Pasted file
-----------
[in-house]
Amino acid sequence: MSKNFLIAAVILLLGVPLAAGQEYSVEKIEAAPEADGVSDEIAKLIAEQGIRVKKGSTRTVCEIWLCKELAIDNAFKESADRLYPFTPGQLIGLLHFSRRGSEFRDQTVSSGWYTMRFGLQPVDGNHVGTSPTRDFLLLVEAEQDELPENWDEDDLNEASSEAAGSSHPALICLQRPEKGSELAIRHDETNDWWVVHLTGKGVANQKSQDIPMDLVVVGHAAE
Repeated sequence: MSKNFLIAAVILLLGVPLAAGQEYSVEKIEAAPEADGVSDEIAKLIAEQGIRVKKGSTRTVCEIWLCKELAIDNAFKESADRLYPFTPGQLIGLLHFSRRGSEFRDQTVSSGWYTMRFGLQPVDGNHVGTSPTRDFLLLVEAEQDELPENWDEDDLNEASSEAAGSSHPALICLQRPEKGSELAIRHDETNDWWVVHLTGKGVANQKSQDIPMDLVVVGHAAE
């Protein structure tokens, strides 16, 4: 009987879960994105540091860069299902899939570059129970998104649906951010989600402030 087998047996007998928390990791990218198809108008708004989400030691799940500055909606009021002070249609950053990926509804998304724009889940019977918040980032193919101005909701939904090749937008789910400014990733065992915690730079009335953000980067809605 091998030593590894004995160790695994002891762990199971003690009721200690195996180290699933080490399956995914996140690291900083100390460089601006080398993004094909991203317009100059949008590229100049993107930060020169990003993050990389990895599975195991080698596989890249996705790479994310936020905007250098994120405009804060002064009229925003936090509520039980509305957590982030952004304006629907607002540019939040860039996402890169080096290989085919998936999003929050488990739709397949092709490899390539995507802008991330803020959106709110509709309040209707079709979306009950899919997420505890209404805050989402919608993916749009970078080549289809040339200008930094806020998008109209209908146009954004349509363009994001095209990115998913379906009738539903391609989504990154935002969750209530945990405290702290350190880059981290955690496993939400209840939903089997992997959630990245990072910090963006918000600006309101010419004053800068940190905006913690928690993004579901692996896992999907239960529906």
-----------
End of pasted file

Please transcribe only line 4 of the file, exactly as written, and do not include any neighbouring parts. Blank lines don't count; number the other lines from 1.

């Protein structure tokens, strides 16, 4: 009987879960994105540091860069299902899939570059129970998104649906951010989600402030 087998047996007998928390990791990218198809108008708004989400030691799940500055909606009021002070249609950053990926509804998304724009889940019977918040980032193919101005909701939904090749937008789910400014990733065992915690730079009335953000980067809605 091998030593590894004995160790695994002891762990199971003690009721200690195996180290699933080490399956995914996140690291900083100390460089601006080398993004094909991203317009100059949008590229100049993107930060020169990003993050990389990895599975195991080698596989890249996705790479994310936020905007250098994120405009804060002064009229925003936090509520039980509305957590982030952004304006629907607002540019939040860039996402890169080096290989085919998936999003929050488990739709397949092709490899390539995507802008991330803020959106709110509709309040209707079709979306009950899919997420505890209404805050989402919608993916749009970078080549289809040339200008930094806020998008109209209908146009954004349509363009994001095209990115998913379906009738539903391609989504990154935002969750209530945990405290702290350190880059981290955690496993939400209840939903089997992997959630990245990072910090963006918000600006309101010419004053800068940190905006913690928690993004579901692996896992999907239960529906």